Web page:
Allen Parish tourism leaders are touting their parish as the "Gateway to Cajun Country." The south-central Louisiana parish is also "home" to what might be described as a virtual criminal brain trust at the Federal Detention Center in Oakdale. Former Gov. Edwin Edwards, who dominated Louisiana politics for nearly three decades, is the best known inmate at the minimum-security facility. EWE was recently joined by convicted bail bond mogul Louis Marcotte, 45, who recently began a two-year sentence for his role in the "Wrinkled Robe" scandals at the Jefferson Parish Courthouse. Marcotte pleaded guilty to federal charges arising from an FBI probe that put him at the center of a corrupt scheme to monopolize the bail bond business in Jefferson Parish through bribes and gifts to judges and jailers. Two judges were sent to prison, and five former parish deputies, including a captain, were sentenced as a result of the probe. In addition, Andrew Fastow, the disgraced financial whiz of Enron Corp., recently began serving a six-year sentence at Oakdale. Fastow was convicted of looting the now defunct company while concealing its deteriorating financial fortunes. The Bureau of Prisons decides where federal inmates will serve their sentences. -- Johnson


Premature Broadcasting
It's all about the media buy. That phrase has become a mantra among political consultants, and the major players in the 2007 gubernatorial contest are taking heed. Even before they officially (or even unofficially) announce, candidates are taking to the airwaves with quasi-political ads -- revealing a sea change in the model of modern Louisiana campaigns. In the new world, early television has replaced exploratory committees. State Sen. Walter Boasso, a Republican from Arabi, took to the airwaves last week with ads for his "Get It Done Louisiana," a nonprofit group that addresses the needs of recovery. "We need an organization where people's voices can be heard and this is just the place to do it," Boasso says. Gov. Kathleen Blanco, meanwhile, has received harsh criticism for inserting herself in "Road Home" commercials, which promote the state's housing recovery program. Congressman Bobby Jindal, a Metairie Republican, bought airtime all over the state during his First Congressional District campaign this fall, and New Orleans businessman John Georges appeared in television ads supporting the consolidated levee board initiative. -- Alford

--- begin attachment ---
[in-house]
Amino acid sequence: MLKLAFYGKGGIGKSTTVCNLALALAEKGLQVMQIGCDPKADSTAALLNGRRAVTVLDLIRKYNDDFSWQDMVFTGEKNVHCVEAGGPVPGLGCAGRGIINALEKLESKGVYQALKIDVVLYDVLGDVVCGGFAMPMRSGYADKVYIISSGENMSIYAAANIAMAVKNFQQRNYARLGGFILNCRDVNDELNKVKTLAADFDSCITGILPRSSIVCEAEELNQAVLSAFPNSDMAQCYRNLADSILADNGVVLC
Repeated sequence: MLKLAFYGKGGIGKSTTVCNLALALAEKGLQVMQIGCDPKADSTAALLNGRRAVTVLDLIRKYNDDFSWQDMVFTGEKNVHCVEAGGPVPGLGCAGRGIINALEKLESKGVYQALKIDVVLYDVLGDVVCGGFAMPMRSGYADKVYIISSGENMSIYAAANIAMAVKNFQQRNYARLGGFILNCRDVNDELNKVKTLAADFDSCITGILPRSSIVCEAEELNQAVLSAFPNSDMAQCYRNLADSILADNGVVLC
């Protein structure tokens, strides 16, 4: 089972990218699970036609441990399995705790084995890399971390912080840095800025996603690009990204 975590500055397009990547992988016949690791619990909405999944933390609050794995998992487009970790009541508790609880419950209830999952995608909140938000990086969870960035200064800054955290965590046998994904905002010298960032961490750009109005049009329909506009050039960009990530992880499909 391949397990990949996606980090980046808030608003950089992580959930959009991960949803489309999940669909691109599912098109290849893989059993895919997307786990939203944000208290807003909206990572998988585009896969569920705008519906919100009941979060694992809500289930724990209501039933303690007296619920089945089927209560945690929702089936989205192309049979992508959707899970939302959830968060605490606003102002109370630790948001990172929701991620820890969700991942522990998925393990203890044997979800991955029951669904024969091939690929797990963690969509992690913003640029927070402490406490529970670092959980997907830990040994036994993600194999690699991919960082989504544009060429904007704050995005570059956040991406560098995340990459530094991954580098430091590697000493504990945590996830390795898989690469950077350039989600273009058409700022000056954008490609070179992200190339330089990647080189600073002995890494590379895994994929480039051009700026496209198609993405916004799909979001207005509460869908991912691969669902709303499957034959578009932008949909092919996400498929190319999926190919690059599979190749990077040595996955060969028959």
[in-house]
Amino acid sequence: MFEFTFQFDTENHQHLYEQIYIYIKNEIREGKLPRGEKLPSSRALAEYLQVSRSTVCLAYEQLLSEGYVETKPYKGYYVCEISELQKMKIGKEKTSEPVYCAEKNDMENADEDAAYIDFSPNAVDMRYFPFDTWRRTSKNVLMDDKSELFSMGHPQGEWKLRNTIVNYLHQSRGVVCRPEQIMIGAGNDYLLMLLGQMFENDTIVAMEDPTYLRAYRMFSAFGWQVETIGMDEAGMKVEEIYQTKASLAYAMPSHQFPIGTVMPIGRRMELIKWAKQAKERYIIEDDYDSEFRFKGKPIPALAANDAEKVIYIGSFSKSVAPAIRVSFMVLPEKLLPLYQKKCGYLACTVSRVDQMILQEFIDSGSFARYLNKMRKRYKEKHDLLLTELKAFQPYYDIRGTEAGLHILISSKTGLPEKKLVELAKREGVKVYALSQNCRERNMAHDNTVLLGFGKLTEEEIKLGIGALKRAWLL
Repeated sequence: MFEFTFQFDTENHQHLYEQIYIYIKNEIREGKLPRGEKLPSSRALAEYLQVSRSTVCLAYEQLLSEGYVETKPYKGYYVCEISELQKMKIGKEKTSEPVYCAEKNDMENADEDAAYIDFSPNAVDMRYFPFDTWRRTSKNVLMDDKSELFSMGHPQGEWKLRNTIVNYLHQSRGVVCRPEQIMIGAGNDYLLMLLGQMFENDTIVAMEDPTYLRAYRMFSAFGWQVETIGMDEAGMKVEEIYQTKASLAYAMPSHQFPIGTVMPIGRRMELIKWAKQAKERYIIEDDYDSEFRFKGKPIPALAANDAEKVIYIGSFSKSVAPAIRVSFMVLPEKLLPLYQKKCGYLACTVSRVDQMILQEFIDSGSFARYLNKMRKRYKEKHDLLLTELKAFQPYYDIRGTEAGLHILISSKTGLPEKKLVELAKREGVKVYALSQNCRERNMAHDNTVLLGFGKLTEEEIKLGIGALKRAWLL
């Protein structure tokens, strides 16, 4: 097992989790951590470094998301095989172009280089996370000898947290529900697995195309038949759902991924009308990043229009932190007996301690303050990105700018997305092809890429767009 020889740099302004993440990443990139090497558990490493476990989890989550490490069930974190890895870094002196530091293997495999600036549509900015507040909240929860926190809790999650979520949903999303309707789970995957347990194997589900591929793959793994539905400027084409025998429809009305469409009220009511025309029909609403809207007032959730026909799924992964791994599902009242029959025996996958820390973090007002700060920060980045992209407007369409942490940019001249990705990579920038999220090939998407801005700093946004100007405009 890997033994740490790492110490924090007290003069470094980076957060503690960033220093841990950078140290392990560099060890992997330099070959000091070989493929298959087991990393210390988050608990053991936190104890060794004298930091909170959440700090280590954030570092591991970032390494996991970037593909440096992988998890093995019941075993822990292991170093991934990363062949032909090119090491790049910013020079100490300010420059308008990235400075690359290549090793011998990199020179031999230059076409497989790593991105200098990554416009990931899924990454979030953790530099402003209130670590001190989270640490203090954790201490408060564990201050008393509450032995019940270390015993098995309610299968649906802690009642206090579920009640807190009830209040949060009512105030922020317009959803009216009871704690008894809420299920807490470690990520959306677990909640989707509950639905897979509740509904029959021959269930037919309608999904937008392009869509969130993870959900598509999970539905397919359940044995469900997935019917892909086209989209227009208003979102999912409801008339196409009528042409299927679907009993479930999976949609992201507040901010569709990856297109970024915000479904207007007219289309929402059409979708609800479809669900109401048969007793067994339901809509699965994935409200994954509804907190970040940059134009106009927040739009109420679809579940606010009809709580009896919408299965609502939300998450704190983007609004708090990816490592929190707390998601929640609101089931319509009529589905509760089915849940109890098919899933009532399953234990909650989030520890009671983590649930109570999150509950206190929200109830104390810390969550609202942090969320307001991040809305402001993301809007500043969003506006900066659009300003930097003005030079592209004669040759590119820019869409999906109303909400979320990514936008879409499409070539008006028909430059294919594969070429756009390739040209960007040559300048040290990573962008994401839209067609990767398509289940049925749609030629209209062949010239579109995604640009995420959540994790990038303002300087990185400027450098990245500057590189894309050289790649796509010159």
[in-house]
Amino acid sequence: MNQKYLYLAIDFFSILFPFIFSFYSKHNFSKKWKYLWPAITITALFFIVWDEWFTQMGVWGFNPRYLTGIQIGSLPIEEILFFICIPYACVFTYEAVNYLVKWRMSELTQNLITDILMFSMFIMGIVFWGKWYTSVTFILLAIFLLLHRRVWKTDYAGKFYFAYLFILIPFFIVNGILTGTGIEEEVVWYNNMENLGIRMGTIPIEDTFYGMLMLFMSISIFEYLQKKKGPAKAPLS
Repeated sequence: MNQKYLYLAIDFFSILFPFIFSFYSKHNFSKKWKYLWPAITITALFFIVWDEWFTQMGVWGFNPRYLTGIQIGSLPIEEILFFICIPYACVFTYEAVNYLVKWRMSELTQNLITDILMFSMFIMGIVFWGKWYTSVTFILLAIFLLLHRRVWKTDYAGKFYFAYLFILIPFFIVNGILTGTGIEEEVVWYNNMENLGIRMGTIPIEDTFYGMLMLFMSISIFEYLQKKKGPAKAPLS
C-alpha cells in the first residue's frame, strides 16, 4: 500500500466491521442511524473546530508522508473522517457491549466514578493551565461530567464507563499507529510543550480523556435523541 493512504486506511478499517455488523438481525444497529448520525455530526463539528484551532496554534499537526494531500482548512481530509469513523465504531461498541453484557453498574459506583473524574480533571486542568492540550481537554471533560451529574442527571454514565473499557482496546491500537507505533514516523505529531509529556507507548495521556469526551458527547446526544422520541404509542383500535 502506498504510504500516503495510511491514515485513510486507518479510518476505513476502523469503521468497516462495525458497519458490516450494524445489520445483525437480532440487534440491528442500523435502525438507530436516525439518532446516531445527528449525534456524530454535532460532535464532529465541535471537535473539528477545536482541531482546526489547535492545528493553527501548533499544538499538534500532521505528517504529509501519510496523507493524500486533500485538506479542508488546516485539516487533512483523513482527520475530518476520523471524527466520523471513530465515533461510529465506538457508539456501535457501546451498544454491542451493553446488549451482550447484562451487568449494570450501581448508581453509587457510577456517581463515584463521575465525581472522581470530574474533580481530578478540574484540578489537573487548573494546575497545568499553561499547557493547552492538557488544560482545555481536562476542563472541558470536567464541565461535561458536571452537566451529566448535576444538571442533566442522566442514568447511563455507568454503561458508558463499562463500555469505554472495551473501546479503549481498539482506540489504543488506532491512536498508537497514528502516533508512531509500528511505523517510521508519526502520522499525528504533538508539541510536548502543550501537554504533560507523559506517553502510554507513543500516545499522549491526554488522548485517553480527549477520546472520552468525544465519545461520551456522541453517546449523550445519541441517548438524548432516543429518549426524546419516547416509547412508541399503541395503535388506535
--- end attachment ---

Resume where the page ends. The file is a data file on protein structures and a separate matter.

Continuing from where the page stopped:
Donelon Aide Retiring
Louisiana Insurance Commissioner Jim Donelon is losing a key aide amid the state's post-Katrina insurance crisis. Bobby Clark, the department's veteran director of public affairs, will retire Dec. 31, after 24 years in state government. "My retirement plans were made well before Katrina and Rita," Clark says. No replacement has been named. Clark is perhaps best known in media circles for her award-winning "Ask the Commissioner" column, which ran in numerous small-town papers. A former English teacher, she wrote eye-catching questions for Donelon and other commissioners to answer, such as: "Could somebody take a life insurance policy out on me and have me killed to collect the money?" Clark and her husband recently celebrated their 50th wedding anniversary. -- Johnson


City Park Fish Return